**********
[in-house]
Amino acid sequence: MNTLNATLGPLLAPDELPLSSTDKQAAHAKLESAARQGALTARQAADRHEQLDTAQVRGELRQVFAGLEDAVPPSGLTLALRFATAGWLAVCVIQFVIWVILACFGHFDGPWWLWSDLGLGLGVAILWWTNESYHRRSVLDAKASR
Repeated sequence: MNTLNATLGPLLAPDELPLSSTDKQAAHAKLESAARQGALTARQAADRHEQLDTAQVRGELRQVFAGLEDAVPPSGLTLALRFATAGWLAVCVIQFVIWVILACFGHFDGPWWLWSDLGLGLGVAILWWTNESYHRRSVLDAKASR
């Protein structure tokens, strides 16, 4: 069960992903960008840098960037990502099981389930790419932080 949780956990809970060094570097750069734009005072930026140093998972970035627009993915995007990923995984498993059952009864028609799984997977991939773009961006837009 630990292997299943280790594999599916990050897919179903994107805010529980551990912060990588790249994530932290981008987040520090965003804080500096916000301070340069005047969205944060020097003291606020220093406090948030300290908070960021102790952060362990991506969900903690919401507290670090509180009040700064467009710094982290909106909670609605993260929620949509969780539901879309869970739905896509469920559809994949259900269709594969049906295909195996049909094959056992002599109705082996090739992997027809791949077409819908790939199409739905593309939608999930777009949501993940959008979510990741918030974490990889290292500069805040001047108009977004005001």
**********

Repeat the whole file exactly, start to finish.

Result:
[in-house]
Amino acid sequence: MNTLNATLGPLLAPDELPLSSTDKQAAHAKLESAARQGALTARQAADRHEQLDTAQVRGELRQVFAGLEDAVPPSGLTLALRFATAGWLAVCVIQFVIWVILACFGHFDGPWWLWSDLGLGLGVAILWWTNESYHRRSVLDAKASR
Repeated sequence: MNTLNATLGPLLAPDELPLSSTDKQAAHAKLESAARQGALTARQAADRHEQLDTAQVRGELRQVFAGLEDAVPPSGLTLALRFATAGWLAVCVIQFVIWVILACFGHFDGPWWLWSDLGLGLGVAILWWTNESYHRRSVLDAKASR
């Protein structure tokens, strides 16, 4: 069960992903960008840098960037990502099981389930790419932080 949780956990809970060094570097750069734009005072930026140093998972970035627009993915995007990923995984498993059952009864028609799984997977991939773009961006837009 630990292997299943280790594999599916990050897919179903994107805010529980551990912060990588790249994530932290981008987040520090965003804080500096916000301070340069005047969205944060020097003291606020220093406090948030300290908070960021102790952060362990991506969900903690919401507290670090509180009040700064467009710094982290909106909670609605993260929620949509969780539901879309869970739905896509469920559809994949259900269709594969049906295909195996049909094959056992002599109705082996090739992997027809791949077409819908790939199409739905593309939608999930777009949501993940959008979510990741918030974490990889290292500069805040001047108009977004005001």